President Putin’s visit to Minsk boosts pro-Russian sentiments in Belarusian society
President Putin’s visit to Minsk bolstered pro-Russian sentiments in Belarus and added loyalty to the Kremlin’s integration project – the Eurasian Economic Union. Officials in Minsk have been prompted to adjust their rhetoric regarding the Kremlin’s foreign policy, thus sending confusing signals to Belarusian society. The Belarusian government seeks to balance out Russian influence in Belarus by stepping up the rhetoric about the need to develop an independent and sovereign state.
President Vladimir Putin visited Minsk, where alongside President Lukashenko he took part in the Independence Day celebrations – the 70th anniversary of Belarus’ liberation from the Nazis.
President Vladimir Putin flew to Minsk to celebrate the 70th anniversary of the liberation from the Nazis, but he did not stay for the celebrations and the parade. Official Minsk was prompted to reaffirm its loyalty to the Kremlin, since the latter sought to show off its allies amid tensions in relations with Ukraine and the West.
The Independence Day parade in Belarus was co-organised with the Russians, which made many Belarusians upset in the view of Russia’s annexation of Crimea and fears of Russia’s greater influence inside Belarus. According to the most recent poll by IISEPS, the majority of Belarusians support the Kremlin’s foreign policy and reproduce Russian propaganda myths against Ukraine. The Belarusian government cannot but be concerned about the pro-Russian sentiments therefore it puts more emphasis on the value of Belarus’ independence and sovereignty in public statements.
Ahead of President Putin’s visit, President Lukashenko said: “we are intimidated with hordes coming from the East and now we are intimidated by the East with hordes coming from the West to dismember, crush and tear us to pieces. As President, I shall keep this in mind and shall not shake off of the options, even the most absurd ones”. The president also underscored that “today Belarus is free and independent”.
Meanwhile, President Lukashenko’s dress code during the celebrations was a tie with orange-and-black stripes, reminiscent of the St. George’s Ribbon, which was used by the Russian propaganda as a symbol of the "Russian world" and Russian revival. Most likely, the president was prompted to prettify his rigid statements about the potential threat from the East with such a visual demonstration. It is worth noting that during previous Victory Day celebrations, the Belarusian authorities imposed a de facto ban on the use of St. George’s Ribbons.
At the meeting with his Russian counterpart, President Lukashenko as always assured him that "Belarus and Russia will always be together”. However, after Putin’s departure Lukashenko once again expressed concerns about the threat to national security: “Today we see the decline in the efficiency of the international security system, established after the war. New threats have occurred. The post-war borders are revised and redrawn. A tendency of global instability is present”.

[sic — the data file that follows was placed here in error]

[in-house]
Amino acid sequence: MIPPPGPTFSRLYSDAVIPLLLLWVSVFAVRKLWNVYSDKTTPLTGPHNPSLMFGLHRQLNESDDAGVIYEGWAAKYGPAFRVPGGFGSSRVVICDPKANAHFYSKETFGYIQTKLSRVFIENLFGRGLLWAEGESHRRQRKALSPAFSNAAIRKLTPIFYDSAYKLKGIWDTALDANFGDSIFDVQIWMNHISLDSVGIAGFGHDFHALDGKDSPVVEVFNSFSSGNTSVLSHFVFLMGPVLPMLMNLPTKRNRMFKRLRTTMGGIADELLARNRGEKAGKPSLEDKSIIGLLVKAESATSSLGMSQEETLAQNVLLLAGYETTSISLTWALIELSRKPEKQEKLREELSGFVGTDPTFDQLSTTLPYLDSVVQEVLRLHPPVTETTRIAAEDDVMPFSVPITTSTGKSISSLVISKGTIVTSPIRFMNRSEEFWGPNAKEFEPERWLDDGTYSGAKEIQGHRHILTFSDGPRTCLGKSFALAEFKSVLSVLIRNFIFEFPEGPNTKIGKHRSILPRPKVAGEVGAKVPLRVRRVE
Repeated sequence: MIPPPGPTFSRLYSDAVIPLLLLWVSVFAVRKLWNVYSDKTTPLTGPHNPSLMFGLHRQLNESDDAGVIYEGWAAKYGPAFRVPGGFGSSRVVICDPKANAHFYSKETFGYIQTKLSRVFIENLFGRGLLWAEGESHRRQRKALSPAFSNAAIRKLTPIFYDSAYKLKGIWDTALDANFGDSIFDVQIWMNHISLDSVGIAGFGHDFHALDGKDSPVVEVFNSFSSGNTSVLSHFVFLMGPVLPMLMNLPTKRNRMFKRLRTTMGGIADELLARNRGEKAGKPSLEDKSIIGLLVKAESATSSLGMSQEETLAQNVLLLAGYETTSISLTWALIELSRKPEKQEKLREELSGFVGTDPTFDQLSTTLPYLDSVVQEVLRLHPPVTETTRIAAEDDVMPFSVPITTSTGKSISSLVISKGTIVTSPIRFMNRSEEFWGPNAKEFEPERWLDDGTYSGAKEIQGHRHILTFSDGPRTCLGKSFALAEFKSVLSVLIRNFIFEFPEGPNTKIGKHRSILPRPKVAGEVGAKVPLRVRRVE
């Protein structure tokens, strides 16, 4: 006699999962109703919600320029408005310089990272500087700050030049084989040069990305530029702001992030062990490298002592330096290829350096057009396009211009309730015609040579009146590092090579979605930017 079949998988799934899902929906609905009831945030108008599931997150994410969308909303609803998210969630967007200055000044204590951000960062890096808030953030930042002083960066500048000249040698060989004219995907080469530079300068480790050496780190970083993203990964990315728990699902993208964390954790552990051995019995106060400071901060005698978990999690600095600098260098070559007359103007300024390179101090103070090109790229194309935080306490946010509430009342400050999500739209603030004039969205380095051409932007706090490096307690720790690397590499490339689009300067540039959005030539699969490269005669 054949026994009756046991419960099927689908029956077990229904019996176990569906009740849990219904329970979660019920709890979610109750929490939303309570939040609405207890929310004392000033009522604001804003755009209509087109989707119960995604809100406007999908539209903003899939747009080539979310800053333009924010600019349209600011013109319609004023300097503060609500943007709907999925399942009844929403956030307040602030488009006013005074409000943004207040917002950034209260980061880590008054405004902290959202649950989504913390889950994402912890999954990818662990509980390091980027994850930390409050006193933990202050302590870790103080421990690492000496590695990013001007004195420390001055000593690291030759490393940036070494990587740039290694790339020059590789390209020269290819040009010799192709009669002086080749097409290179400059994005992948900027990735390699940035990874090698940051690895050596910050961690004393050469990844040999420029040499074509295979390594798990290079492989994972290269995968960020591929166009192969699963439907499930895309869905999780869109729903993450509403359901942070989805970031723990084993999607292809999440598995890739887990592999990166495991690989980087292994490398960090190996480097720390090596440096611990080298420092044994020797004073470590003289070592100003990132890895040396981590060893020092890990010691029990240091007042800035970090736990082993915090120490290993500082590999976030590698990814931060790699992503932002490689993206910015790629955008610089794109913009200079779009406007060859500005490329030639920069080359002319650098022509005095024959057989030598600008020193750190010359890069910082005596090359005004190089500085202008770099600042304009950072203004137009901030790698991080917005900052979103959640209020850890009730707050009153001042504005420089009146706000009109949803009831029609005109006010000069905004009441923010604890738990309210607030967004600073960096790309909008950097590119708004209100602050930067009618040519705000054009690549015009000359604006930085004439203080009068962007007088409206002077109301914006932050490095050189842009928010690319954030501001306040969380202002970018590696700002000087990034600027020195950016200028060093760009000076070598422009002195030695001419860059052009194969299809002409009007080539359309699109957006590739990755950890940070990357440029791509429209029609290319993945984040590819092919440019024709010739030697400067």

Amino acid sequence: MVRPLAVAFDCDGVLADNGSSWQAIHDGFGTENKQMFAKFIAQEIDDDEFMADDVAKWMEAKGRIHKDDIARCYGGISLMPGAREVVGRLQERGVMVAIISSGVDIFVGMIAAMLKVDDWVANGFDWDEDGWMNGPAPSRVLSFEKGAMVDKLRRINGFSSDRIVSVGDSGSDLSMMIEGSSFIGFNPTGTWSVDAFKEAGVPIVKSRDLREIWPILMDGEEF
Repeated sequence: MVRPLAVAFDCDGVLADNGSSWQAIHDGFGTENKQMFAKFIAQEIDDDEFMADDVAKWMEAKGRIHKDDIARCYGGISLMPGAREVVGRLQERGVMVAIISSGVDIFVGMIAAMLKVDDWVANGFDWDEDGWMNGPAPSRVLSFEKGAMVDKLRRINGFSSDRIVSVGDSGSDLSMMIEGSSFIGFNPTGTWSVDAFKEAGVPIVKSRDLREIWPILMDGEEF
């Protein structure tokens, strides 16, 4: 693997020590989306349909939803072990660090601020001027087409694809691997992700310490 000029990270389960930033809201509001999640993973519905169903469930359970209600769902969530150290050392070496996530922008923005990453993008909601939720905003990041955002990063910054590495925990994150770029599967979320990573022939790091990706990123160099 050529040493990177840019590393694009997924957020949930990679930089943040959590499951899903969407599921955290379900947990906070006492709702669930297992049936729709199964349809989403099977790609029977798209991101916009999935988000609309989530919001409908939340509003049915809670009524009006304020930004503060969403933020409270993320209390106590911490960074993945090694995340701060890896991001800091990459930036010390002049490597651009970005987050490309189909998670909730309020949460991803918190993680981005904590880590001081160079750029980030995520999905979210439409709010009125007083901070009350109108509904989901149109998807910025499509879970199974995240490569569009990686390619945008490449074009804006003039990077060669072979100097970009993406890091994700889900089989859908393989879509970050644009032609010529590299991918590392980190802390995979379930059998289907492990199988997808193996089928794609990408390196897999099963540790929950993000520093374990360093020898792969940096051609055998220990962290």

Official Minsk is strengthening rhetoric about the value of Belarus’ independence and sovereignty. However, while adopting some theses of the Belarusian opposition, the Belarusian authorities are unlikely to reconsider relations with their opponents.
Over the past year, military-political relations between Minsk and Kyiv have become complicated. Due to their high inertia and peculiarities, this downward trend would be extremely difficult to overcome.
The root cause of the crisis is the absence of a common political agenda in the Belarusian-Ukrainian relations. Minsk is looking for a market for Belarusian exports in Ukraine and offers its services as a negotiation platform for the settlement of the Russo-Ukrainian war, thereby hoping to avoid political issues in the dialogue with Kiev. Meanwhile, Ukraine is hoping for political support from Minsk in the confrontation with Moscow. In addition, Ukraine’s integration with NATO presupposes her common position with the Alliance in relation to Belarus. The NATO leadership regards the Belarusian Armed Forces as an integral part of the Russian military machine in the western strategic front (the Baltic states and Poland). In addition, the ongoing military reform in Ukraine envisages a reduction in the number of generals and the domestic political struggle makes some Ukrainian top military leaders targets in politically motivated attacks.
Hence, the criticism of Belarus coming from Ukrainian military leadership is dictated primarily by internal and external political considerations, as well as by the need to protect the interests of generals, and only then by facts.
For instance, initially, the Ukrainian military leadership made statements about 100,000 Russian servicemen allegedly taking part in the Russo-Belarusian military drill West-2017. Then the exercises were labelled quazi-open and military observers from Ukraine refused to provide their assessment, which caused a negative reaction in Minsk. Further, without citing specific facts, it was stated that Russia was building up its military presence in Belarus.
Apparently, the Belarusian and Ukrainian Defence Ministries have entangled in a confrontational spiral (on the level of rhetoric). Moreover, only a small part of the overly hidden process has been disclosed. That said, third states are very likely to take advantage of the situation (or have already done so). This is not only about Russia.
The Belarusian Defence Ministry officials are restrained in assessing their Ukrainian counterparts. However, such a restraint is not enough. Current military-political relations between Belarus and Ukraine are unlikely to stabilise without the intervention of both presidents.